The Board of Governmental Representatives Approves the CTAO’s Cost Book and Scientific & Technical Description

On 24 June 2021, the Board of Governmental Representatives (BGR) approved the CTA Observatory’s (CTAO’s) Cost Book and Scientific & Technical Description, fundamental documents towards the establishment of the final legal entity of CTAO as a European Research Infrastructure Consortium (ERIC). The decision comes after the approval of the Cost Book by the CTAO Council this week. The BGR, comprised of representatives of the future ERIC member countries, is one of the key committees created to prepare and evaluate documentation for the transition of CTAO’s legal status from the current gGmbH (under German law) to an ERIC (under European law).


“The decision of the BGR endorses the support of the shareholder countries for the construction of the CTA Observatory,” explains Federico Ferrini, CTAO Managing Director. “We are very excited that the Cost Book and the Scientific & Technical Description evaluations were successfully completed and that the ERIC application will be finalised soon.”


The Cost Book approved by the BGR presents the expected construction costs for individual components and work items for building the CTA Observatory to which each country and institution will contribute.


“In preparing the Cost Book, we have taken great care in maximizing the science capabilities while aligning the scope of the construction project with the funding reality and strategic interests of the future ERIC members,” says Wolfgang Wild, CTAO Project Manager.

Rendering of the CTAO northern telescope array. Credit: Gabriel Pérez Díaz, IAC.

The CTAO’s Scientific & Technical Description presents the key aspects of CTAO, such as the construction project’s development and intended lifecycle, and summarizes the scientific capabilities and technical goals to be accomplished during the construction.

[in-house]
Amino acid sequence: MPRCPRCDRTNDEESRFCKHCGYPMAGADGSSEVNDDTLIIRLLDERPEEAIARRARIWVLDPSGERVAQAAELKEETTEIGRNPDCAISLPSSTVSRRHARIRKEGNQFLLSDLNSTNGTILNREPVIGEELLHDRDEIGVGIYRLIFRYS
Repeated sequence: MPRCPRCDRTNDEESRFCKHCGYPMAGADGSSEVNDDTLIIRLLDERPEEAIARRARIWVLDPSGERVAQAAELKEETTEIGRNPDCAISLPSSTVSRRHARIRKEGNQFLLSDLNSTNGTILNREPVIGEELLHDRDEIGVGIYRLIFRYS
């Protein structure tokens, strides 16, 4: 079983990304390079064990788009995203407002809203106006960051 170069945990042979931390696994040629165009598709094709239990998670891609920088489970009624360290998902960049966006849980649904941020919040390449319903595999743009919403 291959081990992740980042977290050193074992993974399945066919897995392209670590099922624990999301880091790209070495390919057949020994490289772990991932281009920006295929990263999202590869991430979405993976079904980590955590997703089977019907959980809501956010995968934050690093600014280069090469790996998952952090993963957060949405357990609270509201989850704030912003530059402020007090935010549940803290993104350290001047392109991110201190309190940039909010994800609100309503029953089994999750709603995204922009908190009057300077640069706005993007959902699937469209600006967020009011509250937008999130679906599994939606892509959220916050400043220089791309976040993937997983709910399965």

In particular, it includes the configuration of the telescope arrays at the two sites for the first construction phase, named “Alpha Configuration.” This configuration includes 4 Large-Sized Telescopes (LSTs) and 9 Medium-Sized Telescopes (MSTs) for the northern hemisphere array located on La Palma (Spain), and 14 MSTs and 37 Small-Sized Telescopes (SSTs) for the southern hemisphere array situated in the Atacama Desert (Chile). The definition of these configurations is the result of a meticulous optimization process for each array’s scientific capabilities, which implies the specialization of the northern array in extragalactic sources (low and medium CTAO’s energy range) and that of the southern array in Galactic targets (medium and high CTAO’s energy range) for the first construction phase.


“The Alpha Configuration ensures the outstanding performance of the Observatory and its transformational science,” says Roberta Zanin, CTAO Project Scientist. “Both telescope arrays will achieve 5 to 10 times better sensitivity than any current instrument, which will constitute a giant scientific leap in gamma-ray astronomy.”


The CTAO ERIC is expected to be established in 2022, after which construction on the sites will take place for around five years.